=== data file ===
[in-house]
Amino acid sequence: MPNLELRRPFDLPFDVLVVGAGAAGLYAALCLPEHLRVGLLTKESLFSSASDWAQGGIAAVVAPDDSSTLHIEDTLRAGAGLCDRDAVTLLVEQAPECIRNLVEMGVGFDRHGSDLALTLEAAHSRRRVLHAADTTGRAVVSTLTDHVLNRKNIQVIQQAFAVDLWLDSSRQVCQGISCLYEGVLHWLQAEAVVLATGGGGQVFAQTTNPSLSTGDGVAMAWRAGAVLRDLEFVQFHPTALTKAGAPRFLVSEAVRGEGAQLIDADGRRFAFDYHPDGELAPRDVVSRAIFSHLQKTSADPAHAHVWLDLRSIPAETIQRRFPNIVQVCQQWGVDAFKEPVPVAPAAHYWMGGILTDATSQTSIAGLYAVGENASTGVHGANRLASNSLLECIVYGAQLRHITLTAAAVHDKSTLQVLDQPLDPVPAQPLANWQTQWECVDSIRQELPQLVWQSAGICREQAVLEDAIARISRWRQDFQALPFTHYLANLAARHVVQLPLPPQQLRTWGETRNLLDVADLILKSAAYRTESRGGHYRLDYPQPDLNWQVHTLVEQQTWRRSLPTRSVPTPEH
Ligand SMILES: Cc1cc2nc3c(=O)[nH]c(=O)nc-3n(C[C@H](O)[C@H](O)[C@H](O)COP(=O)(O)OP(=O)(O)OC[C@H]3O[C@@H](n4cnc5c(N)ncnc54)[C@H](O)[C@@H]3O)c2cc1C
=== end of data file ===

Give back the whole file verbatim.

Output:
[in-house]
Amino acid sequence: MPNLELRRPFDLPFDVLVVGAGAAGLYAALCLPEHLRVGLLTKESLFSSASDWAQGGIAAVVAPDDSSTLHIEDTLRAGAGLCDRDAVTLLVEQAPECIRNLVEMGVGFDRHGSDLALTLEAAHSRRRVLHAADTTGRAVVSTLTDHVLNRKNIQVIQQAFAVDLWLDSSRQVCQGISCLYEGVLHWLQAEAVVLATGGGGQVFAQTTNPSLSTGDGVAMAWRAGAVLRDLEFVQFHPTALTKAGAPRFLVSEAVRGEGAQLIDADGRRFAFDYHPDGELAPRDVVSRAIFSHLQKTSADPAHAHVWLDLRSIPAETIQRRFPNIVQVCQQWGVDAFKEPVPVAPAAHYWMGGILTDATSQTSIAGLYAVGENASTGVHGANRLASNSLLECIVYGAQLRHITLTAAAVHDKSTLQVLDQPLDPVPAQPLANWQTQWECVDSIRQELPQLVWQSAGICREQAVLEDAIARISRWRQDFQALPFTHYLANLAARHVVQLPLPPQQLRTWGETRNLLDVADLILKSAAYRTESRGGHYRLDYPQPDLNWQVHTLVEQQTWRRSLPTRSVPTPEH
Ligand SMILES: Cc1cc2nc3c(=O)[nH]c(=O)nc-3n(C[C@H](O)[C@H](O)[C@H](O)COP(=O)(O)OP(=O)(O)OC[C@H]3O[C@@H](n4cnc5c(N)ncnc54)[C@H](O)[C@@H]3O)c2cc1C